Controversies in drug allergy: Testing for delayed reactions

Elizabeth J Phillips, Paul Bigliardi, Andreas J Bircher, Ana Broyles, Yoon-Seok Chang, Wen-Hung Chung, Rannakoe Lehloenya, Maja Mockenhaupt, Jonny Peter, Munir Pirmohamed, Jean-Claude Roujeau, Neil H Shear, Luciana Kase Tanno, Jason Trubiano, Rocco Valluzzi, Annick Barbaud

Research output: Contribution to journalReview article

Abstract

Controversies exist with regard to in vivo approaches to delayed immunologically mediated adverse drug reactions, such as exanthem (maculopapular eruption), drug reaction with eosinophilia and systemic symptoms, acute generalized exanthematous pustulosis, Stevens-Johnson syndrome/toxic epidermal necrolysis, and fixed drug eruptions. In particular, widespread differences exist between regions and practice on the availability and use of intradermal and patch testing, the standard drug concentrations used, the use of additional drugs in intradermal and patch testing to help determine cross-reactivity, the timing of testing in relation to the occurrence of the adverse drug reaction, the use of testing in specific phenotypes, and the use of oral challenge in conjunction with delayed intradermal and patch testing to ascertain drug tolerance. It was noted that there have been advances in the science of delayed T cell-mediated reactions that have shed light on immunopathogenesis and provided a mechanism of preprescription screening in the case of HLA-B*57:01 and abacavir hypersensitivity and HLA-B*15:02 and carbamazepine Stevens-Johnson syndrome/toxic epidermal necrolysis in Southeast Asian subjects. Future directions should include the collaboration of large international networks to develop and standardize in vivo diagnostic approaches, such as skin testing and patch testing, combined with ex vivo and in vitro laboratory approaches.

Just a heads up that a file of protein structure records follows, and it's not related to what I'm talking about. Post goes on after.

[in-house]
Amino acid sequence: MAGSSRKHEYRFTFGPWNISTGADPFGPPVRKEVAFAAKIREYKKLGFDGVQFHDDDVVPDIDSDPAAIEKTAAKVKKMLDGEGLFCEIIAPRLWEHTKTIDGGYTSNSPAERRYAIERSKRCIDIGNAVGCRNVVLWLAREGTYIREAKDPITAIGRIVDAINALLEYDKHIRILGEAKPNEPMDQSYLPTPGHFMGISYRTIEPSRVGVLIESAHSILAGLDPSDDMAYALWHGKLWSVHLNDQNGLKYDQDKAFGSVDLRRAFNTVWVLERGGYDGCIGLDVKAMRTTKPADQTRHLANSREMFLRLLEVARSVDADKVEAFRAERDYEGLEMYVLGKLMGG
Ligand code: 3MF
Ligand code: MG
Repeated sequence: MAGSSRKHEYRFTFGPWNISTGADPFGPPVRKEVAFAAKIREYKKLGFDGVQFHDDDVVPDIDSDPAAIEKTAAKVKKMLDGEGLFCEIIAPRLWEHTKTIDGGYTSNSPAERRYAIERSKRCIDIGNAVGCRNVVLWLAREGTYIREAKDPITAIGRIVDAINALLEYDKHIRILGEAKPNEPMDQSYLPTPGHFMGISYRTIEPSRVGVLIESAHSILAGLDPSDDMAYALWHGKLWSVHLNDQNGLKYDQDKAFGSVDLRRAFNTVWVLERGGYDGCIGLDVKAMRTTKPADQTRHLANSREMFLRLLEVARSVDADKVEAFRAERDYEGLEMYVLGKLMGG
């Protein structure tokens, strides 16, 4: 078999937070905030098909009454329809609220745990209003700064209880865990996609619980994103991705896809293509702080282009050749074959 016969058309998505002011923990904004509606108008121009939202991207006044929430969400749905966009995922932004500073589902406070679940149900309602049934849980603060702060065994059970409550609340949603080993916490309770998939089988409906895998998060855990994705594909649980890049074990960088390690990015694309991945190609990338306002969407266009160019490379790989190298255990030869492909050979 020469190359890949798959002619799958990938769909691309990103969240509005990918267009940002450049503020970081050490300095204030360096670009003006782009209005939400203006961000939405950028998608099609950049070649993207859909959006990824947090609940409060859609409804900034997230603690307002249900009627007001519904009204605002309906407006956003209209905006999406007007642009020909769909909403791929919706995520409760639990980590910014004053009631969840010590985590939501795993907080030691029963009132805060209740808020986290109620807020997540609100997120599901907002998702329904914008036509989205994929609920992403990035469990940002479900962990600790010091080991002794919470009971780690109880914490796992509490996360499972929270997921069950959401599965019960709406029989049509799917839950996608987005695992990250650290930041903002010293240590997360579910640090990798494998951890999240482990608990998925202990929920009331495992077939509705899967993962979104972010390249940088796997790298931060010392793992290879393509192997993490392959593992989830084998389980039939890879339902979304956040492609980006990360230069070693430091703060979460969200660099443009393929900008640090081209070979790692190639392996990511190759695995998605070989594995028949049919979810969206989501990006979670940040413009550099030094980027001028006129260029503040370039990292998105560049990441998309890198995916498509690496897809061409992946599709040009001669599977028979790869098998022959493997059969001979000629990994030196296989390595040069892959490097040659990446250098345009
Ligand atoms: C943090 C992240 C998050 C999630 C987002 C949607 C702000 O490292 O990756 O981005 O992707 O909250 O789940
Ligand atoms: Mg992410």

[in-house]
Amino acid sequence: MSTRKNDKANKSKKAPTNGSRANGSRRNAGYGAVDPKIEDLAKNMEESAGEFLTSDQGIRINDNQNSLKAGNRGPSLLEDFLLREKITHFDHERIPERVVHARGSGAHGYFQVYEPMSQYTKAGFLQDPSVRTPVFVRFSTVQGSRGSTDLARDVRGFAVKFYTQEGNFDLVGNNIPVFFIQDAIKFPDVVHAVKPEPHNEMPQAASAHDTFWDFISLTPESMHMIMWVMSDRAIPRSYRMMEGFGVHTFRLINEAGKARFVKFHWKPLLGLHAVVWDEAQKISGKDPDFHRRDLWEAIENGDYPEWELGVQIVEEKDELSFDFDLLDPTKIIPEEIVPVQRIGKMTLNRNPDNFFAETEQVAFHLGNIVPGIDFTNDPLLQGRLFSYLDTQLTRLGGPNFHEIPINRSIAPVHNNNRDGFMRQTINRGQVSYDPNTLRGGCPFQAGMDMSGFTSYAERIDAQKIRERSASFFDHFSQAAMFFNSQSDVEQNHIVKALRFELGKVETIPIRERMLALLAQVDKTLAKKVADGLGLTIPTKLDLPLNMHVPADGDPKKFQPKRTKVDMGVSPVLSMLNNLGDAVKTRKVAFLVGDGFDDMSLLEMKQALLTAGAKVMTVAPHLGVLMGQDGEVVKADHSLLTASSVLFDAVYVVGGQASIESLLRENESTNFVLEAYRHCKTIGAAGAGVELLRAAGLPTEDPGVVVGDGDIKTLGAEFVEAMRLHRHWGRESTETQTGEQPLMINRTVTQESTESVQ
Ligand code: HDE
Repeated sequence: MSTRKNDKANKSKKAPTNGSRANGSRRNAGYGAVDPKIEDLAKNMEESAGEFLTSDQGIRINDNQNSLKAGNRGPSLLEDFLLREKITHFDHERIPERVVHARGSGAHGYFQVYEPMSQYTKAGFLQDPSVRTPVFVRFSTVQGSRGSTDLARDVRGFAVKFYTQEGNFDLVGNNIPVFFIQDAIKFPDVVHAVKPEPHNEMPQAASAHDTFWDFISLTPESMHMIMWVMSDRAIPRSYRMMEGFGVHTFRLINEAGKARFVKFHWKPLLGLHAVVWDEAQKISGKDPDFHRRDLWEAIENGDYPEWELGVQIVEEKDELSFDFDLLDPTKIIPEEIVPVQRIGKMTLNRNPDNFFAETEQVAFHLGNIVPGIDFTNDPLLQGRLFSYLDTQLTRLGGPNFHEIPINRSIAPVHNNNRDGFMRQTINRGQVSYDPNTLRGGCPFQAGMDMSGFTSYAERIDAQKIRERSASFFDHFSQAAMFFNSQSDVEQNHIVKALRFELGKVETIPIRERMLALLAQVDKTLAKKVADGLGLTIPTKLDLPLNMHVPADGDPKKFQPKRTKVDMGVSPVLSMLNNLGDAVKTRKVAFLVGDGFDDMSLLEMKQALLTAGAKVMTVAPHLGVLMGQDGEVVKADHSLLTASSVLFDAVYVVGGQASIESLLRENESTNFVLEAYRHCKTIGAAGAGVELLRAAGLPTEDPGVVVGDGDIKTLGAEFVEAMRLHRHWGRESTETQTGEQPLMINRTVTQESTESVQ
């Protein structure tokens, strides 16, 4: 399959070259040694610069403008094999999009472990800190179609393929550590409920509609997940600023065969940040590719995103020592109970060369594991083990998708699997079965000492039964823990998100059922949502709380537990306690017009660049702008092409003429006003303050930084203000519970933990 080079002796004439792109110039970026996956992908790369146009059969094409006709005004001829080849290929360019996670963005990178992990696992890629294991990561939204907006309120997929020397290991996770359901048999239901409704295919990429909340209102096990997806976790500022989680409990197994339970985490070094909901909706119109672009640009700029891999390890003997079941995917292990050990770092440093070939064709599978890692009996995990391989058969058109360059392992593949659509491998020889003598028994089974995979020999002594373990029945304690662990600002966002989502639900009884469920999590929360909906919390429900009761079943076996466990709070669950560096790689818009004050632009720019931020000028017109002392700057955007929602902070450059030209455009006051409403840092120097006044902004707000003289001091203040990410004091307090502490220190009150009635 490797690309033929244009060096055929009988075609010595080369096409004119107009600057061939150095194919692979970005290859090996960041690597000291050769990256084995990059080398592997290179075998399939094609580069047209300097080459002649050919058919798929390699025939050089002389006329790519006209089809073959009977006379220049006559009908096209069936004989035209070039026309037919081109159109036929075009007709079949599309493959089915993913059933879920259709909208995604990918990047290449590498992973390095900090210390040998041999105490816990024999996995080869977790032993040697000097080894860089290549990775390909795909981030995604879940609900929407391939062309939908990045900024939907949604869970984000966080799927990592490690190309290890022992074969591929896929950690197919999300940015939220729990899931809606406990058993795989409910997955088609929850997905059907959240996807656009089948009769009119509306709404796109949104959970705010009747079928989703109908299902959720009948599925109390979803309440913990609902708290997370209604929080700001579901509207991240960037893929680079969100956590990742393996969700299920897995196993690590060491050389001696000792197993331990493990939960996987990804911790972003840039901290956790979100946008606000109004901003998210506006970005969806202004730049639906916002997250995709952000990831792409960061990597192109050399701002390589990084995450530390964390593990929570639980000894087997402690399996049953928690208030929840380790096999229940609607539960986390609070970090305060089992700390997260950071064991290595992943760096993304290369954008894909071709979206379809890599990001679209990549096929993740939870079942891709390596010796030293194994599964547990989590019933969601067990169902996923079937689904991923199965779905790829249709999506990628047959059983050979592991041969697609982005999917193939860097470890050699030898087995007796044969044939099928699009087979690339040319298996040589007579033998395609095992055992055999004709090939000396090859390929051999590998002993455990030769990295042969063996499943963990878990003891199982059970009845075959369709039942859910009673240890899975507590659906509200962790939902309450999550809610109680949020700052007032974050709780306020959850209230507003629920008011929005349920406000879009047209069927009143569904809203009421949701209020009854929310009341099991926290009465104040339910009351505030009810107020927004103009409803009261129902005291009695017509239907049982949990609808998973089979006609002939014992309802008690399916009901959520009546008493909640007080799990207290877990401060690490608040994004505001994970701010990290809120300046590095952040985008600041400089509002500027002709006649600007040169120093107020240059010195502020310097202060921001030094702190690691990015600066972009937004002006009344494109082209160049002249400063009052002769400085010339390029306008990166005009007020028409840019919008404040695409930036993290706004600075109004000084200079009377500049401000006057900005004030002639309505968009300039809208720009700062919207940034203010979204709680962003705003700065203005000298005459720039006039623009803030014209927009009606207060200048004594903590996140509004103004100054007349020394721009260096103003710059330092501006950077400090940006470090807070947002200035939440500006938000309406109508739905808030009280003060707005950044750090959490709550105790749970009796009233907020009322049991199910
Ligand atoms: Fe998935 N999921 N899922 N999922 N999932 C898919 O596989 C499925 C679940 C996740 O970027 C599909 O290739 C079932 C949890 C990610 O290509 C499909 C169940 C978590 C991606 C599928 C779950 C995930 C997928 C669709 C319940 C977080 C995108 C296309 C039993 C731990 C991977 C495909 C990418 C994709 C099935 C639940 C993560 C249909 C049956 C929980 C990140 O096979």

Original languageEnglish
Pages (from-to)66-73
Number of pages8
JournalJournal of Allergy and Clinical Immunology
Volume143
Issue number1
DOIs
Publication statusE-pub ahead of print - 2018

Fingerprint

Drug Eruptions
Drug Hypersensitivity
Stevens-Johnson Syndrome
Drug-Related Side Effects and Adverse Reactions
Acute Generalized Exanthematous Pustulosis
Drug Hypersensitivity Syndrome
Drug Tolerance
HLA-B Antigens
Carbamazepine
Pharmaceutical Preparations
Hypersensitivity
T-Lymphocytes
Phenotype
Skin
In Vitro Techniques
HLA-B57 antigen
abacavir
Direction compound

Cite this

Phillips, E. J., Bigliardi, P., Bircher, A. J., Broyles, A., Chang, Y-S., Chung, W-H., ... Barbaud, A. (2018). Controversies in drug allergy: Testing for delayed reactions. Journal of Allergy and Clinical Immunology, 143(1), 66-73. https://doi.org/10.1016/j.jaci.2018.10.030

Controversies in drug allergy : Testing for delayed reactions. / Phillips, Elizabeth J; Bigliardi, Paul; Bircher, Andreas J; Broyles, Ana; Chang, Yoon-Seok; Chung, Wen-Hung; Lehloenya, Rannakoe; Mockenhaupt, Maja; Peter, Jonny; Pirmohamed, Munir; Roujeau, Jean-Claude; Shear, Neil H; Tanno, Luciana Kase; Trubiano, Jason; Valluzzi, Rocco; Barbaud, Annick.

In: Journal of Allergy and Clinical Immunology, Vol. 143, No. 1, 2018, p. 66-73.

Research output: Contribution to journalReview article

Phillips, EJ, Bigliardi, P, Bircher, AJ, Broyles, A, Chang, Y-S, Chung, W-H, Lehloenya, R, Mockenhaupt, M, Peter, J, Pirmohamed, M, Roujeau, J-C, Shear, NH, Tanno, LK, Trubiano, J, Valluzzi, R & Barbaud, A 2018, 'Controversies in drug allergy: Testing for delayed reactions' Journal of Allergy and Clinical Immunology, vol. 143, no. 1, pp. 66-73. https://doi.org/10.1016/j.jaci.2018.10.030
Phillips EJ, Bigliardi P, Bircher AJ, Broyles A, Chang Y-S, Chung W-H et al. Controversies in drug allergy: Testing for delayed reactions. Journal of Allergy and Clinical Immunology. 2018;143(1):66-73. https://doi.org/10.1016/j.jaci.2018.10.030